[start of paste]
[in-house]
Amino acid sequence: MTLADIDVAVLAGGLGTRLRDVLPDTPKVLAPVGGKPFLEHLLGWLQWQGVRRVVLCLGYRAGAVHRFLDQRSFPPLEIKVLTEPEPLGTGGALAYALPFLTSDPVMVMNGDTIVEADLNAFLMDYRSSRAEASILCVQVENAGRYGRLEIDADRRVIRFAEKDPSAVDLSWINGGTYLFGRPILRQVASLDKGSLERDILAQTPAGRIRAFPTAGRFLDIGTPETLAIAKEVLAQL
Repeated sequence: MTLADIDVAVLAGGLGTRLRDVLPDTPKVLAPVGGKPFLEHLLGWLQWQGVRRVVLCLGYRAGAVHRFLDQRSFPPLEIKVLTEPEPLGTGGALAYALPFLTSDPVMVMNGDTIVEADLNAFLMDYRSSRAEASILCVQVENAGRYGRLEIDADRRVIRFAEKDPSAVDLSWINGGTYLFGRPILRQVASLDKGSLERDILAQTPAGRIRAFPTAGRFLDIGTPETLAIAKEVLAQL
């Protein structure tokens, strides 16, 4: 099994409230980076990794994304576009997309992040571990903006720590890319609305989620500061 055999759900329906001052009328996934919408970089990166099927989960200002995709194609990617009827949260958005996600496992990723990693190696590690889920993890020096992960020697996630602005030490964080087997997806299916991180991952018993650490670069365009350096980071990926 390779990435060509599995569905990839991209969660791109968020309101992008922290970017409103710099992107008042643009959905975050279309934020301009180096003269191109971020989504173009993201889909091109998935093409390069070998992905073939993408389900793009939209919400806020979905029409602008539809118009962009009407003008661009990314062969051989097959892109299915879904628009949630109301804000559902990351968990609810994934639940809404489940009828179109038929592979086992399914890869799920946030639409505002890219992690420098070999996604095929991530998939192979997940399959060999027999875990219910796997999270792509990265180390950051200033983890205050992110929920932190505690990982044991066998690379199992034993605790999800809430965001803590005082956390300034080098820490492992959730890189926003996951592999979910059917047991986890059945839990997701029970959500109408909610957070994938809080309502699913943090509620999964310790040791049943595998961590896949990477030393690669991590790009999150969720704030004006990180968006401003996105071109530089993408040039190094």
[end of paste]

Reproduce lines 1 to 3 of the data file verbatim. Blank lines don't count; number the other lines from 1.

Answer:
[in-house]
Amino acid sequence: MTLADIDVAVLAGGLGTRLRDVLPDTPKVLAPVGGKPFLEHLLGWLQWQGVRRVVLCLGYRAGAVHRFLDQRSFPPLEIKVLTEPEPLGTGGALAYALPFLTSDPVMVMNGDTIVEADLNAFLMDYRSSRAEASILCVQVENAGRYGRLEIDADRRVIRFAEKDPSAVDLSWINGGTYLFGRPILRQVASLDKGSLERDILAQTPAGRIRAFPTAGRFLDIGTPETLAIAKEVLAQL
Repeated sequence: MTLADIDVAVLAGGLGTRLRDVLPDTPKVLAPVGGKPFLEHLLGWLQWQGVRRVVLCLGYRAGAVHRFLDQRSFPPLEIKVLTEPEPLGTGGALAYALPFLTSDPVMVMNGDTIVEADLNAFLMDYRSSRAEASILCVQVENAGRYGRLEIDADRRVIRFAEKDPSAVDLSWINGGTYLFGRPILRQVASLDKGSLERDILAQTPAGRIRAFPTAGRFLDIGTPETLAIAKEVLAQL